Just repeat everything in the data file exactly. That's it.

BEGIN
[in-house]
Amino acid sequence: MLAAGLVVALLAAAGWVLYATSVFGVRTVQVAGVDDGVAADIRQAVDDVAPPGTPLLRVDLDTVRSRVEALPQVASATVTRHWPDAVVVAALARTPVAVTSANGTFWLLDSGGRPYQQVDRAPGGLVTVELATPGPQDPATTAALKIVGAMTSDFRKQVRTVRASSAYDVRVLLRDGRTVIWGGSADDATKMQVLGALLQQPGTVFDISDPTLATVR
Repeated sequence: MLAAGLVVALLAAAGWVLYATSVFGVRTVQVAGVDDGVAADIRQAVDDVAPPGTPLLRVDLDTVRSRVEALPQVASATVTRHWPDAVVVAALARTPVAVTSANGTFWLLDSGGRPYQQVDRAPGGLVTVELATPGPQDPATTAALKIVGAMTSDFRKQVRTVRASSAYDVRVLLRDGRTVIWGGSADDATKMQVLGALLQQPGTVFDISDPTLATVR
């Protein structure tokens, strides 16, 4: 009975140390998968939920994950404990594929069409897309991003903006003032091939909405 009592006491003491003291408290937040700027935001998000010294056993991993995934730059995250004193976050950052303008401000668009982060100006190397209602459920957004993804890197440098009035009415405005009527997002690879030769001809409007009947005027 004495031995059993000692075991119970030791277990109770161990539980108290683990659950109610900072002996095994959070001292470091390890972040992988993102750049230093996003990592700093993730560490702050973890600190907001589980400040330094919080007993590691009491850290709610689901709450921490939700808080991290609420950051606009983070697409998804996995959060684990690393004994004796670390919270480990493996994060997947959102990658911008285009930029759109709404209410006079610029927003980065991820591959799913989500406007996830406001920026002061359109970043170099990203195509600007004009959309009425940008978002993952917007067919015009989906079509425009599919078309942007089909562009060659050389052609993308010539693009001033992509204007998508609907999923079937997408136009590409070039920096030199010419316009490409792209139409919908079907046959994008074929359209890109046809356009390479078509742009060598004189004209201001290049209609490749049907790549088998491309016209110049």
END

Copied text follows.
[in-house]
Amino acid sequence: MLAAGLVVALLAAAGWVLYATSVFGVRTVQVAGVDDGVAADIRQAVDDVAPPGTPLLRVDLDTVRSRVEALPQVASATVTRHWPDAVVVAALARTPVAVTSANGTFWLLDSGGRPYQQVDRAPGGLVTVELATPGPQDPATTAALKIVGAMTSDFRKQVRTVRASSAYDVRVLLRDGRTVIWGGSADDATKMQVLGALLQQPGTVFDISDPTLATVR
Repeated sequence: MLAAGLVVALLAAAGWVLYATSVFGVRTVQVAGVDDGVAADIRQAVDDVAPPGTPLLRVDLDTVRSRVEALPQVASATVTRHWPDAVVVAALARTPVAVTSANGTFWLLDSGGRPYQQVDRAPGGLVTVELATPGPQDPATTAALKIVGAMTSDFRKQVRTVRASSAYDVRVLLRDGRTVIWGGSADDATKMQVLGALLQQPGTVFDISDPTLATVR
């Protein structure tokens, strides 16, 4: 009975140390998968939920994950404990594929069409897309991003903006003032091939909405 009592006491003491003291408290937040700027935001998000010294056993991993995934730059995250004193976050950052303008401000668009982060100006190397209602459920957004993804890197440098009035009415405005009527997002690879030769001809409007009947005027 004495031995059993000692075991119970030791277990109770161990539980108290683990659950109610900072002996095994959070001292470091390890972040992988993102750049230093996003990592700093993730560490702050973890600190907001589980400040330094919080007993590691009491850290709610689901709450921490939700808080991290609420950051606009983070697409998804996995959060684990690393004994004796670390919270480990493996994060997947959102990658911008285009930029759109709404209410006079610029927003980065991820591959799913989500406007996830406001920026002061359109970043170099990203195509600007004009959309009425940008978002993952917007067919015009989906079509425009599919078309942007089909562009060659050389052609993308010539693009001033992509204007998508609907999923079937997408136009590409070039920096030199010419316009490409792209139409919908079907046959994008074929359209890109046809356009390479078509742009060598004189004209201001290049209609490749049907790549088998491309016209110049």